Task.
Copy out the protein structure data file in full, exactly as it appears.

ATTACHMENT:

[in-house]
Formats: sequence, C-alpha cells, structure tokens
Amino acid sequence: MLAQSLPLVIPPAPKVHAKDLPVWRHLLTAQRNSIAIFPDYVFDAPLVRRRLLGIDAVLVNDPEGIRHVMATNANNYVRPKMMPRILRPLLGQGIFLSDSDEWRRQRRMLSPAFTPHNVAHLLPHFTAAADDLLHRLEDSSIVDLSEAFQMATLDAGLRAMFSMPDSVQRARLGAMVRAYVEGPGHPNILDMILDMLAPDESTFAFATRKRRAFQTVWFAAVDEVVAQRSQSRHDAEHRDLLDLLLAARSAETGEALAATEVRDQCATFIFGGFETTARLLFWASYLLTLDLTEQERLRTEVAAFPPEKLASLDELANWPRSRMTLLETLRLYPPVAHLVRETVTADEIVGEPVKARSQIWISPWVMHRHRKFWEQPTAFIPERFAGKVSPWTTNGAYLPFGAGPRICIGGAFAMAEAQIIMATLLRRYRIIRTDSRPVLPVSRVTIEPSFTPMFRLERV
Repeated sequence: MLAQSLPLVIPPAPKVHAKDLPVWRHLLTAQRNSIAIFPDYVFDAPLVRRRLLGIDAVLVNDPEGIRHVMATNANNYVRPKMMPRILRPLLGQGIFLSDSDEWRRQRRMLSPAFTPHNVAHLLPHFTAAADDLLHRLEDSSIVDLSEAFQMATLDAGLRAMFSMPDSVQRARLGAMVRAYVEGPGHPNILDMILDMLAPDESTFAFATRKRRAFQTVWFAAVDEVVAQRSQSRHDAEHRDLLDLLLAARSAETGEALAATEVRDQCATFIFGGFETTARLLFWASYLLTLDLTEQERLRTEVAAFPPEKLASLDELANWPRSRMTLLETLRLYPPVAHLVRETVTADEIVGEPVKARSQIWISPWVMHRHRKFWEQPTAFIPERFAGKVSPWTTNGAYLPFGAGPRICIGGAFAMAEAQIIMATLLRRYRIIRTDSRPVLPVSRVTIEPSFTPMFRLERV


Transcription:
[in-house]
Formats: sequence, C-alpha cells, structure tokens
Amino acid sequence: MLAQSLPLVIPPAPKVHAKDLPVWRHLLTAQRNSIAIFPDYVFDAPLVRRRLLGIDAVLVNDPEGIRHVMATNANNYVRPKMMPRILRPLLGQGIFLSDSDEWRRQRRMLSPAFTPHNVAHLLPHFTAAADDLLHRLEDSSIVDLSEAFQMATLDAGLRAMFSMPDSVQRARLGAMVRAYVEGPGHPNILDMILDMLAPDESTFAFATRKRRAFQTVWFAAVDEVVAQRSQSRHDAEHRDLLDLLLAARSAETGEALAATEVRDQCATFIFGGFETTARLLFWASYLLTLDLTEQERLRTEVAAFPPEKLASLDELANWPRSRMTLLETLRLYPPVAHLVRETVTADEIVGEPVKARSQIWISPWVMHRHRKFWEQPTAFIPERFAGKVSPWTTNGAYLPFGAGPRICIGGAFAMAEAQIIMATLLRRYRIIRTDSRPVLPVSRVTIEPSFTPMFRLERV
Repeated sequence: MLAQSLPLVIPPAPKVHAKDLPVWRHLLTAQRNSIAIFPDYVFDAPLVRRRLLGIDAVLVNDPEGIRHVMATNANNYVRPKMMPRILRPLLGQGIFLSDSDEWRRQRRMLSPAFTPHNVAHLLPHFTAAADDLLHRLEDSSIVDLSEAFQMATLDAGLRAMFSMPDSVQRARLGAMVRAYVEGPGHPNILDMILDMLAPDESTFAFATRKRRAFQTVWFAAVDEVVAQRSQSRHDAEHRDLLDLLLAARSAETGEALAATEVRDQCATFIFGGFETTARLLFWASYLLTLDLTEQERLRTEVAAFPPEKLASLDELANWPRSRMTLLETLRLYPPVAHLVRETVTADEIVGEPVKARSQIWISPWVMHRHRKFWEQPTAFIPERFAGKVSPWTTNGAYLPFGAGPRICIGGAFAMAEAQIIMATLLRRYRIIRTDSRPVLPVSRVTIEPSFTPMFRLERV